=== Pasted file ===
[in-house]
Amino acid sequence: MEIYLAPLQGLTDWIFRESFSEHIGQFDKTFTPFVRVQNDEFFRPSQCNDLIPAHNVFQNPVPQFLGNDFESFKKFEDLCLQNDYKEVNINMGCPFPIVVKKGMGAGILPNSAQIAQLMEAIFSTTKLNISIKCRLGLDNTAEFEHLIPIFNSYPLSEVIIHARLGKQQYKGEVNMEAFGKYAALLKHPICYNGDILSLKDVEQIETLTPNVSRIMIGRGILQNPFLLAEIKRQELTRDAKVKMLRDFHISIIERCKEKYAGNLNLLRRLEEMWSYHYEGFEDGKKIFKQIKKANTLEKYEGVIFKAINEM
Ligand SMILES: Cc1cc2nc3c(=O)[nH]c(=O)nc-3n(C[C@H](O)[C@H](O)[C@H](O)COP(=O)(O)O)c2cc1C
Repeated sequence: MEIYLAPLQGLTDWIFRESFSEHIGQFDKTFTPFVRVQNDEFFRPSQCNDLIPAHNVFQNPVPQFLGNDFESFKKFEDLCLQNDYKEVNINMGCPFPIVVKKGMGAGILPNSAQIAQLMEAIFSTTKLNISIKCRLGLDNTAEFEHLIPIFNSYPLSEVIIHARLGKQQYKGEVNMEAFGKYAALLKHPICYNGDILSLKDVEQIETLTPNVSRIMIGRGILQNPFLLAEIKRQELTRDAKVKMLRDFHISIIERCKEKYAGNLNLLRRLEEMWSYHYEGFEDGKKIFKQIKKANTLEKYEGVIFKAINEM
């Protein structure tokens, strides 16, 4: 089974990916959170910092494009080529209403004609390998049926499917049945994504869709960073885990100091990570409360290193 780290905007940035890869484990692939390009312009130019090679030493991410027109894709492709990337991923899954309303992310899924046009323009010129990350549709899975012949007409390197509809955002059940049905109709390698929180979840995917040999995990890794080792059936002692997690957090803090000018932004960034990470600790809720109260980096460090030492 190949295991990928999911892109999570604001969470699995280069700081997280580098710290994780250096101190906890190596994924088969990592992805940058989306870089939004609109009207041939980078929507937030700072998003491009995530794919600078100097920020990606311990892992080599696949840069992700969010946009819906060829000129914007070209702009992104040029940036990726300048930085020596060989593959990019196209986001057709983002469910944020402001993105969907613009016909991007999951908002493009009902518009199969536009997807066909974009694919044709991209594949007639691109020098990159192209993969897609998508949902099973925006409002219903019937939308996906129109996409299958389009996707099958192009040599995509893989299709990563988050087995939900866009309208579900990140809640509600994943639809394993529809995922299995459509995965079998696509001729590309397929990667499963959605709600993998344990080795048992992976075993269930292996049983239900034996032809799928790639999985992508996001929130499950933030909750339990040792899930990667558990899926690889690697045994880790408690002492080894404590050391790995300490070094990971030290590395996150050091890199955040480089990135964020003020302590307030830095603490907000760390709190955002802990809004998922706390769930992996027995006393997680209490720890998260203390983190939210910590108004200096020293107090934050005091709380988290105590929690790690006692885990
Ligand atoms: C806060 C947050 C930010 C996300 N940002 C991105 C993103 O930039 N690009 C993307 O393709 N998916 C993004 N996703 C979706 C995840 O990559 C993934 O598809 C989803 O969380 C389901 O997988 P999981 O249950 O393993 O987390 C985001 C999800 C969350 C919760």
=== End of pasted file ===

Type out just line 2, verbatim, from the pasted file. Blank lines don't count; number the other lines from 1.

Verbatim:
Amino acid sequence: MEIYLAPLQGLTDWIFRESFSEHIGQFDKTFTPFVRVQNDEFFRPSQCNDLIPAHNVFQNPVPQFLGNDFESFKKFEDLCLQNDYKEVNINMGCPFPIVVKKGMGAGILPNSAQIAQLMEAIFSTTKLNISIKCRLGLDNTAEFEHLIPIFNSYPLSEVIIHARLGKQQYKGEVNMEAFGKYAALLKHPICYNGDILSLKDVEQIETLTPNVSRIMIGRGILQNPFLLAEIKRQELTRDAKVKMLRDFHISIIERCKEKYAGNLNLLRRLEEMWSYHYEGFEDGKKIFKQIKKANTLEKYEGVIFKAINEM